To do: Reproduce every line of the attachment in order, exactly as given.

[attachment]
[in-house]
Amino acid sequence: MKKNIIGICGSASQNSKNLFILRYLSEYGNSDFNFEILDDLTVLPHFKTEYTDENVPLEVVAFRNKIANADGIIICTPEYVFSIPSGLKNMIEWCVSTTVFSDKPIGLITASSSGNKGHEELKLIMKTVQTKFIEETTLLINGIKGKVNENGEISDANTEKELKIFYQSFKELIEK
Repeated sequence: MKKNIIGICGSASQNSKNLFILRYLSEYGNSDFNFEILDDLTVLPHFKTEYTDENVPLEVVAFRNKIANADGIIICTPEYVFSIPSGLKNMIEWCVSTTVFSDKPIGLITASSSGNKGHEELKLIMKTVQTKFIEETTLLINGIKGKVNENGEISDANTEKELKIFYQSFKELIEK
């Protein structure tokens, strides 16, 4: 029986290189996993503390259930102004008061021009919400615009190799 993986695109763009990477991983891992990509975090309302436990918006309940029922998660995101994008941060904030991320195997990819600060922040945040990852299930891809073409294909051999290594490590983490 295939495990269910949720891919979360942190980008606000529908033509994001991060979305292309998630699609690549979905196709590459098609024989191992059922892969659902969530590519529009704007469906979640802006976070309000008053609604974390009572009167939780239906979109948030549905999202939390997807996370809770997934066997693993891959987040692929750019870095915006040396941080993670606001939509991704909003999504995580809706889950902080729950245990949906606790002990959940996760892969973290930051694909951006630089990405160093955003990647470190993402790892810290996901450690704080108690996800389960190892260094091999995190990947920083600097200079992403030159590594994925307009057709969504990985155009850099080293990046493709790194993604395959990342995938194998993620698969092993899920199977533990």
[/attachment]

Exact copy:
[in-house]
Amino acid sequence: MKKNIIGICGSASQNSKNLFILRYLSEYGNSDFNFEILDDLTVLPHFKTEYTDENVPLEVVAFRNKIANADGIIICTPEYVFSIPSGLKNMIEWCVSTTVFSDKPIGLITASSSGNKGHEELKLIMKTVQTKFIEETTLLINGIKGKVNENGEISDANTEKELKIFYQSFKELIEK
Repeated sequence: MKKNIIGICGSASQNSKNLFILRYLSEYGNSDFNFEILDDLTVLPHFKTEYTDENVPLEVVAFRNKIANADGIIICTPEYVFSIPSGLKNMIEWCVSTTVFSDKPIGLITASSSGNKGHEELKLIMKTVQTKFIEETTLLINGIKGKVNENGEISDANTEKELKIFYQSFKELIEK
């Protein structure tokens, strides 16, 4: 029986290189996993503390259930102004008061021009919400615009190799 993986695109763009990477991983891992990509975090309302436990918006309940029922998660995101994008941060904030991320195997990819600060922040945040990852299930891809073409294909051999290594490590983490 295939495990269910949720891919979360942190980008606000529908033509994001991060979305292309998630699609690549979905196709590459098609024989191992059922892969659902969530590519529009704007469906979640802006976070309000008053609604974390009572009167939780239906979109948030549905999202939390997807996370809770997934066997693993891959987040692929750019870095915006040396941080993670606001939509991704909003999504995580809706889950902080729950245990949906606790002990959940996760892969973290930051694909951006630089990405160093955003990647470190993402790892810290996901450690704080108690996800389960190892260094091999995190990947920083600097200079992403030159590594994925307009057709969504990985155009850099080293990046493709790194993604395959990342995938194998993620698969092993899920199977533990």